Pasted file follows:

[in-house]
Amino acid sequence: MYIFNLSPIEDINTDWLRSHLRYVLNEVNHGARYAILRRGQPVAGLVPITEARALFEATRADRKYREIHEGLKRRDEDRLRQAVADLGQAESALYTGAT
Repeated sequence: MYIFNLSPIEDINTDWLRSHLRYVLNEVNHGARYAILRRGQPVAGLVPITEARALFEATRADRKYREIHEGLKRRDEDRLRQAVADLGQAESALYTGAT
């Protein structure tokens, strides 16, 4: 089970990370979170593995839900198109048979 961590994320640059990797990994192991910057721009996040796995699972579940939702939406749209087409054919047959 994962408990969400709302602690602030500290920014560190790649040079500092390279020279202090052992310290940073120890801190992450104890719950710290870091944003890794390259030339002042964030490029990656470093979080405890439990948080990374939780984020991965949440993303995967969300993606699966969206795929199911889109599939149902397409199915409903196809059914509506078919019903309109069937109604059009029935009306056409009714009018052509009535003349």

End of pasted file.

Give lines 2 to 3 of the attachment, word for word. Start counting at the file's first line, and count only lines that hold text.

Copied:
Amino acid sequence: MYIFNLSPIEDINTDWLRSHLRYVLNEVNHGARYAILRRGQPVAGLVPITEARALFEATRADRKYREIHEGLKRRDEDRLRQAVADLGQAESALYTGAT
Repeated sequence: MYIFNLSPIEDINTDWLRSHLRYVLNEVNHGARYAILRRGQPVAGLVPITEARALFEATRADRKYREIHEGLKRRDEDRLRQAVADLGQAESALYTGAT